• Body elongated on oral and aboral axis.
  • The body wall is leathery.
  • Mouth anterior surrounded by tentacles, anus posterior.
  • Ambulacral grooves concealed, tube feet with suckers.
  • The respiratory tree is present.

Order 1-Dendrochirota

  1. Tentacles are irregularly branched like branches of tree.
  2. Tube feet numerous on the sole.
  3. Respiratory tree present.
  4. Example-Cucumaria.

Order 2-Aspidochirota

  1. Mouth surrounded by branched tentacles.
  2. Tube feet numerous, forming a sole.
  3. Example-Holothuria.

Order 3-Elasipoda

  1. Tentacles leaf-like.
  2. The respiratory tree is absent.
  3. Tube feet united to form fins.
  4. Example-Pelagothuria.

Order 4-Molpadonia

  1. Fifteen digitate tentacles.
  2. Tube feet absent.
  3. Posterior end tail-like.
  4. Respiratory tree present.
  5. Example-Molpadia.

Order 5-Apoda

  1. Worm-like sea cucumbers.
  2. Tube feet and respiratory tree are absent.
  3. Burrowing animals.
  4. Body surface smooth or warty.
  5. Respiratory tree is absent.
  6. Example-Synapta.

Subphylum 2-Pelmatozoa

  • Stalked, sedentary echinoderms.

Class-Crinoidea

  • Sea lilies.
  • Body attached during part or whole of life by an aboral stalk.
  • Mouth and anus on the oral surface.
  • Arms with pinnules.
  • Tube-feet without suckers, no madreporite spines and ambulacral grooves on the oral surface.

Order-Articulata

  • Living sea lilies and feather stars.
  • Calyx pentamerous and tegument leathery.
  • Example-Antedon (sea lily).

Some Examples of Echinodermata

These are some of the main examples of Echinodermata.

  1. Asterias
  2. Ophioderma
  3. Echinocardium
  4. Holothuria
  5. Cucumaria
  6. Antedon
  7. Echinus

Let us discuss about them briefly one by one.

ASTERIA (Star Fish)

Classification of Asteria

PhylumEchinodermata
SubphylumEleutherozoa
ClassAsteroidea
OrderForcipulata
GenusAsterias

Distribution:

Cosmopolitan in distribution. Specially found in India, Japan and USA.

Habits and Habitat

  1. Marine form, occurs from tide marks to deep waters, crawls about over rocks and shells.
  2. Voracious carnivore, feeds on crustaceans and molluscs.

Characteristics of Asterias

  • It is commonly known as star fish.
  • The body contains central disc from which five radiating arms project out, which are broad at their bases and tapering towards the extremities.
  • The arms are not clearly separated from the central disc.
  • The body surface is divisible into an oral surface with a mouth directed downwards and an aboral surface with the anus directed upwards.
  • The oral surface has a central mouth from which five ambulacral grooves extend into the arms.
  • Tube feet with suckers are arranged in rows on either side of the ambulacral groove forming the water vascular system.
  • The aboral surface is pink in colour and contains spines all over. The madreporite is a thick circular plate that is interradial on the aboral side.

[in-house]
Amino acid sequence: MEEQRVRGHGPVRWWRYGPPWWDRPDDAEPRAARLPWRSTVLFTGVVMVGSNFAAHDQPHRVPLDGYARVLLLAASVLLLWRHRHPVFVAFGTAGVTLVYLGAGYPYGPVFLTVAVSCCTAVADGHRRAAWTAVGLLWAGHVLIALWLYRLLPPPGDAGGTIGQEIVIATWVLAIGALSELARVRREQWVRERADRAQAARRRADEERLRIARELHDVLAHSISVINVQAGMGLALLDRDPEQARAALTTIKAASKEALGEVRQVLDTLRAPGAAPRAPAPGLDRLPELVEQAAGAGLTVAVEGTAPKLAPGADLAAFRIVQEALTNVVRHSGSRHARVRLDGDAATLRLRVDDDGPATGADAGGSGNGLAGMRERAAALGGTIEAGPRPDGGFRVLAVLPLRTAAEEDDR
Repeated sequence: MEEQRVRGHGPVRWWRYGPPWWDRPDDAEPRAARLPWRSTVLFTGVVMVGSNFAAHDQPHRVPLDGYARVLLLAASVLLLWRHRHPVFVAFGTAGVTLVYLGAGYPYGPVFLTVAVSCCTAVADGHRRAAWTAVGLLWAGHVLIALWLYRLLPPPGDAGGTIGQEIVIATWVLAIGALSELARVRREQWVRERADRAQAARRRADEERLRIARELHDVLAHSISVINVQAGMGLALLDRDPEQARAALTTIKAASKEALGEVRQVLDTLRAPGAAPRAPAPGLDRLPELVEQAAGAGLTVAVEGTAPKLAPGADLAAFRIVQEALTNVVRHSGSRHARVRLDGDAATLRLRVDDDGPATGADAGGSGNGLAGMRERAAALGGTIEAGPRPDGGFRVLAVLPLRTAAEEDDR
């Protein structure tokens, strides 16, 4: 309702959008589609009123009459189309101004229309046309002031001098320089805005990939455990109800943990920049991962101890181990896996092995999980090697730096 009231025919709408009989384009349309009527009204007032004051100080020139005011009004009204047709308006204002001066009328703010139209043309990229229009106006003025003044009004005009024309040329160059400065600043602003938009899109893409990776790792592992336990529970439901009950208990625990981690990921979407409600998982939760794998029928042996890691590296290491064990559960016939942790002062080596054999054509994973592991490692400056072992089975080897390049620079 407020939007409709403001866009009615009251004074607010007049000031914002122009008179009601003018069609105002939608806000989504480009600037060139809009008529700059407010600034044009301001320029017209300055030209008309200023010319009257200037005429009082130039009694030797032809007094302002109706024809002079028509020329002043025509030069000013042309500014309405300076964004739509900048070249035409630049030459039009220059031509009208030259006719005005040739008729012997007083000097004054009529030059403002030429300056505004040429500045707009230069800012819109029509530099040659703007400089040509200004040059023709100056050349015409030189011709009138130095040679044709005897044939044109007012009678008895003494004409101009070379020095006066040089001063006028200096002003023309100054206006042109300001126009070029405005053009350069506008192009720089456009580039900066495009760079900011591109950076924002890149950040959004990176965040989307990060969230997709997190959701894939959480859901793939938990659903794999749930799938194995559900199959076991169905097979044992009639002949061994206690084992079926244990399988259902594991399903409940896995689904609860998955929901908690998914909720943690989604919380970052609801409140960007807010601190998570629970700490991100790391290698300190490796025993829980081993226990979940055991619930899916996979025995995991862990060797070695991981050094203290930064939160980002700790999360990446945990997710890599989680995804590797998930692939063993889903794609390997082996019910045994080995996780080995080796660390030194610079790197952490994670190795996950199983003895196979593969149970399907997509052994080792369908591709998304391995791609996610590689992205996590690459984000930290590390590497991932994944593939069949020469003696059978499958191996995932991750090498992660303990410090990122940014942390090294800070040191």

• Branchiae and pedicellariae are present in the body.
Asterias (Star Fish)
Asterias (Star Fish)– External Features (A) Aboral View (B) Oral View

OPHIODERMA (Brittle Star)

Classification of Ophioderma

PhylumEchinodermata
SubphylumEleutherozoa
ClassOphiuroidea
OrderOphiurea
GenusOphioderma

Distribution:

Found along the coast of North Atlantic Ocens and Mediterannean Sea.

Habits and Habitat

  • Marine form.
  • Carnivorous inhabit.

Characteristics of Ophioderma

  • Commonly known as Brittle star.
  • The body consists of a small pentagonal disc set by closely set granules. Oral papillae are numerous and arranged in series.
  • The body is clearly differentiated into oral and aboral surfaces with a distinct central disc and five serpentine arms. The arms are covered by shields or calcareous spines.
  • The mouth is star-shaped, present on the oral surface and covered by numerous ossicles. The anus is absent, Madreporite is oral.
  • Calcareous plates or ossicles are present on the aboral side.
  • There are two slits in each bursa, one situated orally and the other peripherally.
Ophioderma (Brittle Star)
Ophioderma (Brittle Star)

ECHINOCARDIUM (Heart Urchin)

Classification of Echinocardium

PhylumEchinodermata
SubphylumEleutherozoa
ClassEchinoidea
OrderIrregularia
GenusEchinocardium

Distribution:

Cosmopolitan in distribution.

Habits and Habitat

  1. The marine deep-sea form usually found buried in sand at the bottom with extended tube feet for capturing food.
  2. It forms a small chamber-like burrow that opens to the surface by a chimney-shaped structure.

Characteristics of Echinocardium

  • It is commonly known as Heart urchin due to its peculiar shape.
  • It shows an extreme modification of the body.
  • The test is large in size with four well-developed petaloid and is differentiated into oral and aboral surfaces and anterior and posterior sides.
  • Tubercles are absent on aboral side.
  • The apical central plate contains four gonopores.
  • The peristome becomes transversely extended, and the mouth is centric, lying near the anterior side.
  • Aristotle’s lantern is absent.
  • Ambulacral areas bear short tube feet and small spines.
  • Interambulacral areas bear long spines.
  • Echinopluteus larva is present.
  • In defence, the emission organs are thrown out and the enemy is entangled in sticky threads.